Her Highness is in a little wooden cage, fenced in with solid sugar and a cork.   Once you put her in the middle of the hive, you unceremoniously dump the 3 pounds or so of live bees in with her and they set to work, eating the sugar to free her to get to work, raising future generations of bees.   The bees are quite placid at this point, all concerned about taking care of the queen, the future of the hive, and they’ll seldom sting, but set to work building comb for her to lay her eggs in, as soon as they set her loose. 

These pictures show the scene as Jim went out this morning to check how everything was going.   The little white strip holds the queen cage, and you can see the bees, clustered around as he pulled the cage out to make sure she’d been freed.   You can see the cluster of bees inside the hive, and the guards on the bars above.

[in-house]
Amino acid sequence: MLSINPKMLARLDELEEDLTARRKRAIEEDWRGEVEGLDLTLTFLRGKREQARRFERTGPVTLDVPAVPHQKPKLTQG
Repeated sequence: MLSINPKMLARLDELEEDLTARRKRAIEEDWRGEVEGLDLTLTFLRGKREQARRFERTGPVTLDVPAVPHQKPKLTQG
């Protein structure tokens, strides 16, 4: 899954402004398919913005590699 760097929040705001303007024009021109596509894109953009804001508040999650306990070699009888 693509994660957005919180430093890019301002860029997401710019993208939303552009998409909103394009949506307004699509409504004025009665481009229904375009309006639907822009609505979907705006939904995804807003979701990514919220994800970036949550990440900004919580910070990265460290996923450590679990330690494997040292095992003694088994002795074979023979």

The hive is right at the side of the garden, and hopefully the whole area will benefit from these hard workers.   The pictures show what’s up and going at this time.

So far we have Buttercrunch Lettuce, starting to curl into heads, interplanted with onions that we’re already starting to harvest for green onions.    We also have cabbages, doing very well, and loose leaf green and red lettuce, spinach, collards, kale, peas reaching for the fences, and strawberries, just bursting with blooms.   It’s going to be a very good garden year, and it should do much better with our little beneficial guardians pollinating it.

And last but also very important, Jim found morels this week, right in our own yard!   Just 5, but they were so very delicious!    Oh, boy, nothing else quite like those wonderful morels.   

Just two weeks until we pick up our chicks, then we’ll bee really complete—Hooray!

Sunday, April 15, 2012

It's Always Something!

It figures. Just when we let our guard down and relax, we got invaded tonight!